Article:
13

http://www.pmac.ca/images/stories/news.pdf/2010salarysurveyrelease_final_en.pdf

Attracting Women to the Sector In general, the supply chain and logistics sector continues to be male dominated at the national and at the local level. Employers interviewed for this study indicate that a lack of awareness of the sector and misconceptions about the types of opportunities available have a negative impact on their ability to attract female applicants. They suggest that there is a misconception that only “blue collar” and “manual labour” jobs are available in the supply chain and logistics sector, and that these misconceptions are affecting their recruitment efforts. These misconceptions appear to be consistent across Canada and impact large and small companies alike. Industry associations and councils are suggesting that ongoing outreach efforts are required, in order to inform women of the opportunities within the sector and to attract more women to the sector. Employers at the local level all agree that the sector needs to do a better job of marketing to women, in order to increase their awareness. Suggestions from employers include career/job fairs, ad campaigns aimed specifically at women, partnering with post-secondary academic institutions, and information sessions for students and parents at the high school level.

Acknowledgements Lapierre & Associates wishes to express sincere appreciation for the contribution of representatives from organizations, and individuals who contributed to this study. 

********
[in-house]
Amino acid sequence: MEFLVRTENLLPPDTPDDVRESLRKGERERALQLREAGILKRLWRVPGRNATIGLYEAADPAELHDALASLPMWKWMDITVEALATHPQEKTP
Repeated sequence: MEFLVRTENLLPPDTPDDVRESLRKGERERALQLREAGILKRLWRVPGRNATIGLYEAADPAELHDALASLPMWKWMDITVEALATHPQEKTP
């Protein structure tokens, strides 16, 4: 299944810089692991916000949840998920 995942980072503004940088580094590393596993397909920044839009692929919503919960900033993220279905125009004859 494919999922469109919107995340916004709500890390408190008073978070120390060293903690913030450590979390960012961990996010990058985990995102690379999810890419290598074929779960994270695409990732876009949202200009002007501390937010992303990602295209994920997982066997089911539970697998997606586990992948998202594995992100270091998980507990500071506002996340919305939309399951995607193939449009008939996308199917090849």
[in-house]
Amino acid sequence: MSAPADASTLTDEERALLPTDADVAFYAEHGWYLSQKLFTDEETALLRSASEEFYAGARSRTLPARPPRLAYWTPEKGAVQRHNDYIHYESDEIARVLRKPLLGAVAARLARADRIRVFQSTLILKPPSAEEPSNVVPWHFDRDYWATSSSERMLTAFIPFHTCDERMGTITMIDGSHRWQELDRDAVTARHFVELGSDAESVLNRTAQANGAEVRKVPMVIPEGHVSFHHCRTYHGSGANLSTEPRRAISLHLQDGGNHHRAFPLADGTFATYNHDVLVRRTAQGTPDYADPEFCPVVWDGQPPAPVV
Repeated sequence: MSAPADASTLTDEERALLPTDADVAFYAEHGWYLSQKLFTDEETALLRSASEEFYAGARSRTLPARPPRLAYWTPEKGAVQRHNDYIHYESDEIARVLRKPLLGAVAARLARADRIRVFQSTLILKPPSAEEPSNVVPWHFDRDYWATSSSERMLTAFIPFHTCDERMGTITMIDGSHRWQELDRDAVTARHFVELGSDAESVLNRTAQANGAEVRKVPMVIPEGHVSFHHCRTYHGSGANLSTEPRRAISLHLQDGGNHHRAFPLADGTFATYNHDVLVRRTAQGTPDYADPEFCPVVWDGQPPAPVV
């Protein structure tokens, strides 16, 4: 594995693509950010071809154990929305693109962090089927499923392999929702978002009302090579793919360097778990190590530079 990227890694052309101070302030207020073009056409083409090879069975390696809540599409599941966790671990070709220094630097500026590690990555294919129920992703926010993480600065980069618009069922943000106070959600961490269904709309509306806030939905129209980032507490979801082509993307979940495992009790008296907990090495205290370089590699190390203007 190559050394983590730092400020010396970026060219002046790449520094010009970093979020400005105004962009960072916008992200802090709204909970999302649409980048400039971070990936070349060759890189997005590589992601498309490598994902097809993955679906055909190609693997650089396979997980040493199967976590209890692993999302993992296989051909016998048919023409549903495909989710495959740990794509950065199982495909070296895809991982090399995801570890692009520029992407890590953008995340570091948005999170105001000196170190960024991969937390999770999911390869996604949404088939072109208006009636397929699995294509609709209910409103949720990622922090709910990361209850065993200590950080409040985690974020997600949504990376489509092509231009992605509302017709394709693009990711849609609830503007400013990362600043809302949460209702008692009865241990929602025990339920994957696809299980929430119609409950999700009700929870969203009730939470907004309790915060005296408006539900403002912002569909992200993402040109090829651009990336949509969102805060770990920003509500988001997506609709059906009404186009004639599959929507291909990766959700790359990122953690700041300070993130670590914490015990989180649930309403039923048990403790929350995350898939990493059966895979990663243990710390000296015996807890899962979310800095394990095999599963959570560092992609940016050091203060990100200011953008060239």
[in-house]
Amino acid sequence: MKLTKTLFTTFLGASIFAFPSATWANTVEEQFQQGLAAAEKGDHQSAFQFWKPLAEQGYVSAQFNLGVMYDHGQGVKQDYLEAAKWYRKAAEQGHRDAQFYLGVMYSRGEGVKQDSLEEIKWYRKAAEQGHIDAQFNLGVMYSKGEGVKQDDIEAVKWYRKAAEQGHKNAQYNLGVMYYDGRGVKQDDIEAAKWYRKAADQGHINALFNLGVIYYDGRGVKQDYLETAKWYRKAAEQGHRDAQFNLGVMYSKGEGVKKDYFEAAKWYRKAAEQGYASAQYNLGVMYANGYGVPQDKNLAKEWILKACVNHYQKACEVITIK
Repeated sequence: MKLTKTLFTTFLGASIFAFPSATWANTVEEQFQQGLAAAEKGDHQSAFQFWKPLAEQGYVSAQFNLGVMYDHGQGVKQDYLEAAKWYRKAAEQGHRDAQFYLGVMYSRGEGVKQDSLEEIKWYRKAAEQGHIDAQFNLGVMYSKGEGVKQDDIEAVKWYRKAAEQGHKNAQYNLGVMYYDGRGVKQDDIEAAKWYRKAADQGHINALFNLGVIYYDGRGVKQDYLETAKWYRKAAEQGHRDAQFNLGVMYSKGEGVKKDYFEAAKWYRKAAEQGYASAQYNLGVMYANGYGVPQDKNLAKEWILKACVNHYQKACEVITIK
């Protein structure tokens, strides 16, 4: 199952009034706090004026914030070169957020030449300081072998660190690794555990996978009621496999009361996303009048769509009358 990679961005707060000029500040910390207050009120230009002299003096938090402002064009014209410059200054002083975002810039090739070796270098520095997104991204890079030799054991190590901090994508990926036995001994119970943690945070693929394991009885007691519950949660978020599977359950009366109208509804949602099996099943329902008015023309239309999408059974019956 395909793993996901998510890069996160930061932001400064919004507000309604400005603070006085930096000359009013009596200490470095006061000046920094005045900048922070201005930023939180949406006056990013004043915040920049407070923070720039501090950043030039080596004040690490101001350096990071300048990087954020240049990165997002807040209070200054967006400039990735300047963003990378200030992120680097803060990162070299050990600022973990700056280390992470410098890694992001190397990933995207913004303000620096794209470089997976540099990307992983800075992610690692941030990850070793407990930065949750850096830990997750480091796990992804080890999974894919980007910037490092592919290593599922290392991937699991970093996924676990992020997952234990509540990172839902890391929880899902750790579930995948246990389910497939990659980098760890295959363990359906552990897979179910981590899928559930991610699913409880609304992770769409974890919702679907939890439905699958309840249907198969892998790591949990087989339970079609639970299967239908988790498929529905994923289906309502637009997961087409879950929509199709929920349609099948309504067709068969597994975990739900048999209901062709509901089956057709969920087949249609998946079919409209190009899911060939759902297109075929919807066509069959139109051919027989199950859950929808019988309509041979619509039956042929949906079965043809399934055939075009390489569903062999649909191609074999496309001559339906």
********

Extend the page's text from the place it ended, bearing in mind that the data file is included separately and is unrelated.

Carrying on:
Supply Chain Management/Drake



Matrix Logistics



Seaway Express



Minimax Express Transportation Inc.



The Benson Group



Translogic Express



Walter McDougall Trucking and Logistics



Mr. Don Fairweather, St. Lawrence College



Mr. Bob Peters, City of Cornwall Economic Development

An expression of thanks is also extended to Ms. Katherine Deir, Marketing & Communications with the Supply Chain and Logistics Association of Canada, for providing referrals and contact information. Finally, special thanks to Mr. Kevin Maynard, Executive Director of the Canadian Supply Chain Sector Council for providing his insights and access to information and reports. The Province of Ontario funds La Commission de formation de l’Est ontarien est The Eastern Ontario Training Board subventionnée par le gouvernement de l’Ontario

The views in this document do not necessarily reflect those of the Ontario Ministry of Training, Colleges and Universities Les points de vue exprimés dans le présent document ne reflètent pas nécessairement ceux du ministère de la Formation, des Collèges et Universités